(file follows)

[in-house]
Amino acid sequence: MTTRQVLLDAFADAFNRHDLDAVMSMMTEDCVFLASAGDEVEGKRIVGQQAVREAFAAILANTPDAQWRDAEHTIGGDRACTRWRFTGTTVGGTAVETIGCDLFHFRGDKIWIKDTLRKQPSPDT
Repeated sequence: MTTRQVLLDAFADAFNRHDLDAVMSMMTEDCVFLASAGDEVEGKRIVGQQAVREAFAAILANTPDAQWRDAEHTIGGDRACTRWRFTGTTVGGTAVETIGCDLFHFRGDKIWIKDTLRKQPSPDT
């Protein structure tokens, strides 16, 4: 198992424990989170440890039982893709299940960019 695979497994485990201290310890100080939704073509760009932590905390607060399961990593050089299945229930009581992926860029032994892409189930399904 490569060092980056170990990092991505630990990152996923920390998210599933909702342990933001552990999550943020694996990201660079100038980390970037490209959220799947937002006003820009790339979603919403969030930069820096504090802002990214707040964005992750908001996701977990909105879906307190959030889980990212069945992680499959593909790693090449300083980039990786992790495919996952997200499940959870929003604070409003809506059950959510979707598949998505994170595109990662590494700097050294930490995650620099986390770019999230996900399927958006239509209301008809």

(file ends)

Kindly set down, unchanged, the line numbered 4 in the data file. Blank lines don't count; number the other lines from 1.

């Protein structure tokens, strides 16, 4: 198992424990989170440890039982893709299940960019 695979497994485990201290310890100080939704073509760009932590905390607060399961990593050089299945229930009581992926860029032994892409189930399904 490569060092980056170990990092991505630990990152996923920390998210599933909702342990933001552990999550943020694996990201660079100038980390970037490209959220799947937002006003820009790339979603919403969030930069820096504090802002990214707040964005992750908001996701977990909105879906307190959030889980990212069945992680499959593909790693090449300083980039990786992790495919996952997200499940959870929003604070409003809506059950959510979707598949998505994170595109990662590494700097050294930490995650620099986390770019999230996900399927958006239509209301008809």